HC Deb 18 December 1962 vol 669 cc1076-7
29. Mr. Pavitt

asked the Postmaster-General if he is aware of the prohibition by Anglia Television of an advertisement for a series of articles in the Sunday Citizen entitled, "The Rotten Reich"; and if he will consult the Independent Television Authority under Section 4 of the Television Act 1954, with a view to clarifying the rules which govern advertisements which may be considered political.

Mr. Bevins

The I.T.A. tells me that the advertisement to which the hon. Member refers was refused by Anglia Television Ltd., after consultation with the I.T.A., as being unacceptable in the light of Section 3 (1, a) of the Television Act. The latter part of the Question does not, therefore, arise.

Mr. Pavitt

Does the Section to which the Postmaster-General refers provide for the advertiser whose announcement have been banned being given the reasons for the action taken? As, in this particular instance, there has been a complete black-out by the joint censorship committee of the British Poster Advertising Association, is it not imperative that the Government should keep at least this line of communication open so that the banning of advertisements will not be imposed by purely private means?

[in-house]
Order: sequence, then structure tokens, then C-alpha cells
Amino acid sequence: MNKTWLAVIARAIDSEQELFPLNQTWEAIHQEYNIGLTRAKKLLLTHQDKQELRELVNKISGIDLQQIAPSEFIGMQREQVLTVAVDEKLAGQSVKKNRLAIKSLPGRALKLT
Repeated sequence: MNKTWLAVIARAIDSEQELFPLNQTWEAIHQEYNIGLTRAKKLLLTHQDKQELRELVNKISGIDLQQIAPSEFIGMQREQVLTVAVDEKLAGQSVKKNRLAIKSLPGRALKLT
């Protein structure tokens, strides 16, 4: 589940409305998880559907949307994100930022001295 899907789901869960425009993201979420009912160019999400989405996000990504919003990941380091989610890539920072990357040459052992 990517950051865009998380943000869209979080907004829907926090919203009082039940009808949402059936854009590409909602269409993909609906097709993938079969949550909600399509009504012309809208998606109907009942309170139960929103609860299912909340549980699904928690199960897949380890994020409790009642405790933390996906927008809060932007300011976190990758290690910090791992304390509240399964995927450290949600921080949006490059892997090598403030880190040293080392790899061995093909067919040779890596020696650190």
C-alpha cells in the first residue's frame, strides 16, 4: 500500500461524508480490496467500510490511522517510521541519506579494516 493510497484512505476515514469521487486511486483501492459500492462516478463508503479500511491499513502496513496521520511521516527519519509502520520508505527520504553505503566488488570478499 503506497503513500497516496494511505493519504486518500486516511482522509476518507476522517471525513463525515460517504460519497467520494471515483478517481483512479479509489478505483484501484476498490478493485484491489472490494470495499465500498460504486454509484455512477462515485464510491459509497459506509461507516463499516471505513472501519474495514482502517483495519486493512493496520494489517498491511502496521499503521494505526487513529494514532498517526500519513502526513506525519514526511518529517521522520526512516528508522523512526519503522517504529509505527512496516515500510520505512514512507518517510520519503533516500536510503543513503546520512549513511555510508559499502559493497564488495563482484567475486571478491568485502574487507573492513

Mr. Bevins

The attitude of the Poster Association has nothing to do with me or with the Post Office, but I can tell the hon. Gentleman and the House that the third advertisement offered to Anglia Television by the Sunday Citizen drew attention to an article which was entitled, "The Blue Angels of Frankfurt", which dealt with prostitution in Germany. Both Anglia Television and the I.T.A. regarded this as offensive to good taste under Section 3 (1, a), and refused, I think rightly, to accept it.

Mr. Farr

Would not my right hon. Friend agree that, in general, it is not desirable to have matters of a political nature advertised on television?

Mr. Bevins

That, with respect to my hon. Friend, is a much more highly controversial slant to the question, but the fact is that this particular advertisement was refused, not on political grounds but because it offended good taste.

Mr. Hynd

Would not the Postmaster-General consider that one of the best ways of dealing with this situation would be for the Government to give time for the introduction of a Bill preventing the dissemination of racial hatred?

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